Standards Association Modifies Corporate Membership Structure

The association has restructured its corporate membership program into two levels with a simpler dues structure

6 November 2009

The IEEE Standards Association (IEEE-SA) has restructured its corporate membership program into two levels with a simpler dues structure. The changes go into effect in January.

The IEEE-SA Corporate Program allows companies, government agencies, academic institutions, partnerships, consortia, and non-IEEE standards-development organizations to participate directly in developing what are referred to as IEEE entity-based standards. Such standards are created using a one-company, one-vote approach to reaching the final document for those involved in writing the standard; other IEEE standards development projects operate on a one-individual, one-vote process. More than 130 entities belong to the IEEE-SA, including Sony, Hewlett-Packard, Huawei Technologies, Motorola, China Telecommunications, Dell, and the Tokyo University of Science.

“The new model simplifies corporate membership and participation requirements, making it easier for the technical staff of member companies to engage in standards-development projects,” says Steve Mills, chair of the IEEE-SA Corporate Advisory Group, which oversees the program.

The new basic corporate membership level allows organizations to send representatives to observe standards-development meetings for an unlimited number of entity standards projects. Basic members can also vote for members of the Corporate Advisory Group and the Standards Association Board of Governors, and they are eligible to become Corporate Advisory Group members. In addition, they have access to restricted areas of the Corporate Program Web area and are alerted to new entity standards projects.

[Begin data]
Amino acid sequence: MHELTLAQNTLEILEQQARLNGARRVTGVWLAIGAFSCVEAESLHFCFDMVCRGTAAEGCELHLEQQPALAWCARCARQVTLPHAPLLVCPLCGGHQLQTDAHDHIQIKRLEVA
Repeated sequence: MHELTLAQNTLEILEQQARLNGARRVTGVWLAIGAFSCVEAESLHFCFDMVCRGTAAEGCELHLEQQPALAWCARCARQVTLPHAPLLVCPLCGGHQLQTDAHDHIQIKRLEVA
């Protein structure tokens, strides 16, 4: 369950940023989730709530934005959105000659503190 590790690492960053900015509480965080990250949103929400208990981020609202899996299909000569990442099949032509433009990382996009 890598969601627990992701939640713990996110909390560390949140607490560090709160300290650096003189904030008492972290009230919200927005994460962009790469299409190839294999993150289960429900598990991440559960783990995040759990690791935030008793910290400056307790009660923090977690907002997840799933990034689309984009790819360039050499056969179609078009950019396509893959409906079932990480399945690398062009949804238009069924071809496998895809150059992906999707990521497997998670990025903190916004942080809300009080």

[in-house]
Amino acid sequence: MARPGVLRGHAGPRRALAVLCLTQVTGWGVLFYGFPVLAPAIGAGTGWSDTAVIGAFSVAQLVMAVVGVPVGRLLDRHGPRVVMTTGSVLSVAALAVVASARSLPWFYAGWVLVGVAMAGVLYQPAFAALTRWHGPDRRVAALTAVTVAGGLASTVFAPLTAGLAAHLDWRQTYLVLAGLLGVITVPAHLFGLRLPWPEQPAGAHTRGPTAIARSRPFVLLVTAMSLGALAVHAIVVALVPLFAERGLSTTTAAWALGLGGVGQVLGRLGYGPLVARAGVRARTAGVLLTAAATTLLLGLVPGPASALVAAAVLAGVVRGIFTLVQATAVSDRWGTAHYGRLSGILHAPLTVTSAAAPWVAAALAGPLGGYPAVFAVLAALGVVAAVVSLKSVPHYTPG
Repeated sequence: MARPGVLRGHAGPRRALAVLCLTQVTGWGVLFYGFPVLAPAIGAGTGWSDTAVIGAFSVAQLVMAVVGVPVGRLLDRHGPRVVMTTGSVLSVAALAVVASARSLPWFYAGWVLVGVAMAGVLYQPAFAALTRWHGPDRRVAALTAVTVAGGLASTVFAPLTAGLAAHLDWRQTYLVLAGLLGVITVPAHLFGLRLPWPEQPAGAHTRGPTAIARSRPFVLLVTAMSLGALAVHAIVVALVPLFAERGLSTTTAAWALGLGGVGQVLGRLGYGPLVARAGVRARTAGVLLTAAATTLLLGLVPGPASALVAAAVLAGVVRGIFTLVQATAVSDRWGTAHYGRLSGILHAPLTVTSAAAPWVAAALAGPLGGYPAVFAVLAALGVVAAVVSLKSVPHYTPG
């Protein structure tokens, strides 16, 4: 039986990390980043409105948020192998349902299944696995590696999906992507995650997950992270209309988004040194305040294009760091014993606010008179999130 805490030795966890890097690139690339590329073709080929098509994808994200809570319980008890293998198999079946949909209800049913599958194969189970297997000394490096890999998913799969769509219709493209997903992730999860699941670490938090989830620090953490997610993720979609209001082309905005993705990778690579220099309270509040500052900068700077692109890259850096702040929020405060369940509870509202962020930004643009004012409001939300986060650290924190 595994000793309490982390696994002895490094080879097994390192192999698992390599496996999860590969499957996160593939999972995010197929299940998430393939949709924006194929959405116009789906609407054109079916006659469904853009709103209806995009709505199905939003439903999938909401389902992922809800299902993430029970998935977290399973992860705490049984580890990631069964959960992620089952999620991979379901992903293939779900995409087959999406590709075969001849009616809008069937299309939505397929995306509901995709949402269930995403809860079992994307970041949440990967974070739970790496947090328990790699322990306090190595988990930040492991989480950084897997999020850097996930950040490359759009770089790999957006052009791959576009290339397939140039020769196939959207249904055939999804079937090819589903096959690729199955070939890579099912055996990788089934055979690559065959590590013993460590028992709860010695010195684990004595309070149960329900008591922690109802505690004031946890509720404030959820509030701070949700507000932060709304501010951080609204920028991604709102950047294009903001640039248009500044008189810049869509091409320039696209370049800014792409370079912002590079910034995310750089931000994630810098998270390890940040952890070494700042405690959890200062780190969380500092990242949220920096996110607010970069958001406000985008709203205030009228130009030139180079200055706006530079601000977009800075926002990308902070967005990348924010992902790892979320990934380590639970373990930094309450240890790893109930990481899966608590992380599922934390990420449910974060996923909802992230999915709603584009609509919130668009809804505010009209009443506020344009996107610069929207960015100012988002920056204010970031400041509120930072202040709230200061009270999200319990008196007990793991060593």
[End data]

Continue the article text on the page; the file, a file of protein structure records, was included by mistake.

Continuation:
An advanced membership level includes all the benefits of basic membership plus full participation privileges in any number of entity standards development working groups. Members of these working groups can make proposals and offer other technical contributions to development of the standards and speak on motions in working group meetings. Once they attend a certain number of meetings, advanced members also may make motions and vote in IEEE-SA’s one-entity, one-vote process, nominate and elect officers, and serve as officers. Projects with enough advanced membership participation may receive support services from IEEE, such as help with balloting and project management.

Membership dues for both levels are based on an organization’s annual revenues. Basic annual dues range from US $1250 to $5500, and advanced- level dues from $3500 to $10 000. Previously, the Standards Association had one basic membership fee for everyone but additional annual fees for each standards development project in which a company participates.

“These changes streamline the number of payments that corporate members must make to IEEE,” says Mary Lynne Nielsen, IEEE-SA director of corporate programs, the area that provides administrative support. “Making one yearly dues payment instead of multiple payments spread over the course of a year for each new entity project makes the budgeting process for members more predictable.”

According to Mills, the simplified structure will increase corporate participation in standards development. “We believe that by making project participation an entity member benefit for advanced-level members, the new model will result in more organizations becoming involved in IEEE standards development projects,” he says.

IEEE membership offers a wide range of benefits and opportunities for those who share a common interest in technology. If you are not already a member, consider joining IEEE and becoming part of a worldwide network of more than 400,000 students and professionals.

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